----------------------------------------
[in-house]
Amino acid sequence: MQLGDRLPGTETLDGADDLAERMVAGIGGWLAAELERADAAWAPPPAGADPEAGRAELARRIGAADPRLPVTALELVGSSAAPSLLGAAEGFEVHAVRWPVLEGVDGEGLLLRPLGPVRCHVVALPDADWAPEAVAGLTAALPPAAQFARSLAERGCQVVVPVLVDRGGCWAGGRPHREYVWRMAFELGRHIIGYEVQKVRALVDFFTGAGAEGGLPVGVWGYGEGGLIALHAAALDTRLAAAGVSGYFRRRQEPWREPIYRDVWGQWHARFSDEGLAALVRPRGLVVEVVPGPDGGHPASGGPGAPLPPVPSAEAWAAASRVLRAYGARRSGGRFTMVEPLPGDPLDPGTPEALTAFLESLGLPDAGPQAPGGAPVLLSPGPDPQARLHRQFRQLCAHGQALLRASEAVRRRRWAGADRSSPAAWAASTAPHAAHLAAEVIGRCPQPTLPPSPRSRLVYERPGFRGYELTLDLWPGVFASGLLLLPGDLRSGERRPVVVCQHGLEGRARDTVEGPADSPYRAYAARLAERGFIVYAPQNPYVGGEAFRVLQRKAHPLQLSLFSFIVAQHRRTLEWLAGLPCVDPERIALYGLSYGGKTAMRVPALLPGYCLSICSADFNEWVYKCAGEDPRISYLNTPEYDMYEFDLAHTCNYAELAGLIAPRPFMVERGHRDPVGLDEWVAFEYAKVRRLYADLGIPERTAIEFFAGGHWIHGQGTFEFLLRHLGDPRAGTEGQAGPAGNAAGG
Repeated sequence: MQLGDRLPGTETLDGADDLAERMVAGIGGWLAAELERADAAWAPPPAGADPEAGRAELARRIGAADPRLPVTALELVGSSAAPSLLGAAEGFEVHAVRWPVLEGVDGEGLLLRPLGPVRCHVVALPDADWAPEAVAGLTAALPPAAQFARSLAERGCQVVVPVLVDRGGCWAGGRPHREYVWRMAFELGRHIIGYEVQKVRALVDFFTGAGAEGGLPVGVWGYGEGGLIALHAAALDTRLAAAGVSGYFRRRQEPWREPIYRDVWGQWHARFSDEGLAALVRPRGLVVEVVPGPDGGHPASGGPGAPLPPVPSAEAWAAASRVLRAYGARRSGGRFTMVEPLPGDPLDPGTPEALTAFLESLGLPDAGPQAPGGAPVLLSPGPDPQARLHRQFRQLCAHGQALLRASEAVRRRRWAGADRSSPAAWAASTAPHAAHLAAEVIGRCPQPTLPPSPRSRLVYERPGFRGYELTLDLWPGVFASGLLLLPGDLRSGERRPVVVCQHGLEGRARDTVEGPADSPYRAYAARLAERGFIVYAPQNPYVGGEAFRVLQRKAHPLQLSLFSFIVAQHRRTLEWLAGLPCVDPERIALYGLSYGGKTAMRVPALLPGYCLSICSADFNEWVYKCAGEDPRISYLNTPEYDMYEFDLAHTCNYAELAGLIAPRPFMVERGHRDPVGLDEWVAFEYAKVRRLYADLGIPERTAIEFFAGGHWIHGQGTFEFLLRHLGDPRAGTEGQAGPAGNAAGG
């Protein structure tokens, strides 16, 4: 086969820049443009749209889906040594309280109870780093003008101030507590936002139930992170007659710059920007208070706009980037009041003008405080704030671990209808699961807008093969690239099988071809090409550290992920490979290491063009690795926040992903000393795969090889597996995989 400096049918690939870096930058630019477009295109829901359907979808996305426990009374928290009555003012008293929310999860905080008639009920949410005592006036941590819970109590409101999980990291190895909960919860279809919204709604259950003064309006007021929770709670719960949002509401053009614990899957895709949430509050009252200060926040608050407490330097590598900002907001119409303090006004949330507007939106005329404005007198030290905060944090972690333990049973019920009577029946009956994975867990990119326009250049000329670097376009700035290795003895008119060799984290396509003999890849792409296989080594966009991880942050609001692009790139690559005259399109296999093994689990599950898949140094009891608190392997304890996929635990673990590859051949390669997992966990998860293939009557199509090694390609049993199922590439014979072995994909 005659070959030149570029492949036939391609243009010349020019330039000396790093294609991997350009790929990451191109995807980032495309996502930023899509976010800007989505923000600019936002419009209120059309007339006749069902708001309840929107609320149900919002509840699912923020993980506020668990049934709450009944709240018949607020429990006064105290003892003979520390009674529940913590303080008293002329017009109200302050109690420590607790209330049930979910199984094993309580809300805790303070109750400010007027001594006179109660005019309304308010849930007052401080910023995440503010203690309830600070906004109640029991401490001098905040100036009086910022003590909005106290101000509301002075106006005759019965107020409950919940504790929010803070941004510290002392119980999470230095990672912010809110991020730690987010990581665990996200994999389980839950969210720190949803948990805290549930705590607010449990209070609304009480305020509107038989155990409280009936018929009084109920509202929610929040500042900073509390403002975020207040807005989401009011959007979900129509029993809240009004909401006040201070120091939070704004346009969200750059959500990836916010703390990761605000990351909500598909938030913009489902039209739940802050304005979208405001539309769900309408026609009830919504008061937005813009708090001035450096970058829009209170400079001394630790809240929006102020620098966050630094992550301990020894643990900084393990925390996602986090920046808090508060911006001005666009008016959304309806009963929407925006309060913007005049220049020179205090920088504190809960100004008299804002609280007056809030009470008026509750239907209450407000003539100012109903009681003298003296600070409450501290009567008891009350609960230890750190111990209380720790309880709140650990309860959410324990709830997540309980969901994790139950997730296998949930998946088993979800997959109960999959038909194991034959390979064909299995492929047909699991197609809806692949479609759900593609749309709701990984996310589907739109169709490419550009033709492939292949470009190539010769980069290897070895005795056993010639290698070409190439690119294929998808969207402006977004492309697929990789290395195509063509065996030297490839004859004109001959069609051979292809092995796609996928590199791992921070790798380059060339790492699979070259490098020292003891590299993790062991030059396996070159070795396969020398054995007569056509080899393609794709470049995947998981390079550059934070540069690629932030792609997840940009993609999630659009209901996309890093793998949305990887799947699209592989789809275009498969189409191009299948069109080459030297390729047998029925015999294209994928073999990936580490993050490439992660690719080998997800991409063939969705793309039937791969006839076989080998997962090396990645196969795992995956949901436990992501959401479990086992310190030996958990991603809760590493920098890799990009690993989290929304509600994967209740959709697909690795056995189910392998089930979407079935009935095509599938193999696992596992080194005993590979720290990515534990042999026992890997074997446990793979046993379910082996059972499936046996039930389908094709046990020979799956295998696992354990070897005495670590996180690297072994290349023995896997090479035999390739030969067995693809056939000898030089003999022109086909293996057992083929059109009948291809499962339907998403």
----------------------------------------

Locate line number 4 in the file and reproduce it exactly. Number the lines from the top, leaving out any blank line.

């Protein structure tokens, strides 16, 4: 086969820049443009749209889906040594309280109870780093003008101030507590936002139930992170007659710059920007208070706009980037009041003008405080704030671990209808699961807008093969690239099988071809090409550290992920490979290491063009690795926040992903000393795969090889597996995989 400096049918690939870096930058630019477009295109829901359907979808996305426990009374928290009555003012008293929310999860905080008639009920949410005592006036941590819970109590409101999980990291190895909960919860279809919204709604259950003064309006007021929770709670719960949002509401053009614990899957895709949430509050009252200060926040608050407490330097590598900002907001119409303090006004949330507007939106005329404005007198030290905060944090972690333990049973019920009577029946009956994975867990990119326009250049000329670097376009700035290795003895008119060799984290396509003999890849792409296989080594966009991880942050609001692009790139690559005259399109296999093994689990599950898949140094009891608190392997304890996929635990673990590859051949390669997992966990998860293939009557199509090694390609049993199922590439014979072995994909 005659070959030149570029492949036939391609243009010349020019330039000396790093294609991997350009790929990451191109995807980032495309996502930023899509976010800007989505923000600019936002419009209120059309007339006749069902708001309840929107609320149900919002509840699912923020993980506020668990049934709450009944709240018949607020429990006064105290003892003979520390009674529940913590303080008293002329017009109200302050109690420590607790209330049930979910199984094993309580809300805790303070109750400010007027001594006179109660005019309304308010849930007052401080910023995440503010203690309830600070906004109640029991401490001098905040100036009086910022003590909005106290101000509301002075106006005759019965107020409950919940504790929010803070941004510290002392119980999470230095990672912010809110991020730690987010990581665990996200994999389980839950969210720190949803948990805290549930705590607010449990209070609304009480305020509107038989155990409280009936018929009084109920509202929610929040500042900073509390403002975020207040807005989401009011959007979900129509029993809240009004909401006040201070120091939070704004346009969200750059959500990836916010703390990761605000990351909500598909938030913009489902039209739940802050304005979208405001539309769900309408026609009830919504008061937005813009708090001035450096970058829009209170400079001394630790809240929006102020620098966050630094992550301990020894643990900084393990925390996602986090920046808090508060911006001005666009008016959304309806009963929407925006309060913007005049220049020179205090920088504190809960100004008299804002609280007056809030009470008026509750239907209450407000003539100012109903009681003298003296600070409450501290009567008891009350609960230890750190111990209380720790309880709140650990309860959410324990709830997540309980969901994790139950997730296998949930998946088993979800997959109960999959038909194991034959390979064909299995492929047909699991197609809806692949479609759900593609749309709701990984996310589907739109169709490419550009033709492939292949470009190539010769980069290897070895005795056993010639290698070409190439690119294929998808969207402006977004492309697929990789290395195509063509065996030297490839004859004109001959069609051979292809092995796609996928590199791992921070790798380059060339790492699979070259490098020292003891590299993790062991030059396996070159070795396969020398054995007569056509080899393609794709470049995947998981390079550059934070540069690629932030792609997840940009993609999630659009209901996309890093793998949305990887799947699209592989789809275009498969189409191009299948069109080459030297390729047998029925015999294209994928073999990936580490993050490439992660690719080998997800991409063939969705793309039937791969006839076989080998997962090396990645196969795992995956949901436990992501959401479990086992310190030996958990991603809760590493920098890799990009690993989290929304509600994967209740959709697909690795056995189910392998089930979407079935009935095509599938193999696992596992080194005993590979720290990515534990042999026992890997074997446990793979046993379910082996059972499936046996039930389908094709046990020979799956295998696992354990070897005495670590996180690297072994290349023995896997090479035999390739030969067995693809056939000898030089003999022109086909293996057992083929059109009948291809499962339907998403």